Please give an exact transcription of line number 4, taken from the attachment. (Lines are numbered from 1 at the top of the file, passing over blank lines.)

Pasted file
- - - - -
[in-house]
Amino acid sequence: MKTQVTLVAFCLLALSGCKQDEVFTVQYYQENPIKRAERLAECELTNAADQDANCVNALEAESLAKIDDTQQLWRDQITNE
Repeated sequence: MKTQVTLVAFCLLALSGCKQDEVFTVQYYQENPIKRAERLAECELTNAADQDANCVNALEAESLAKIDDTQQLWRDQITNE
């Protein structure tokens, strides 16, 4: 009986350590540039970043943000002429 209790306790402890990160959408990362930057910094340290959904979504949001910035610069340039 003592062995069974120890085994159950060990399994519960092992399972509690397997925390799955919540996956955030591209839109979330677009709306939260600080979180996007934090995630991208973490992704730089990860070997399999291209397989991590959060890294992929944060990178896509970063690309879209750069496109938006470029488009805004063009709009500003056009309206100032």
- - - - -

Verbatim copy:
């Protein structure tokens, strides 16, 4: 009986350590540039970043943000002429 209790306790402890990160959408990362930057910094340290959904979504949001910035610069340039 003592062995069974120890085994159950060990399994519960092992399972509690397997925390799955919540996956955030591209839109979330677009709306939260600080979180996007934090995630991208973490992704730089990860070997399999291209397989991590959060890294992929944060990178896509970063690309879209750069496109938006470029488009805004063009709009500003056009309206100032």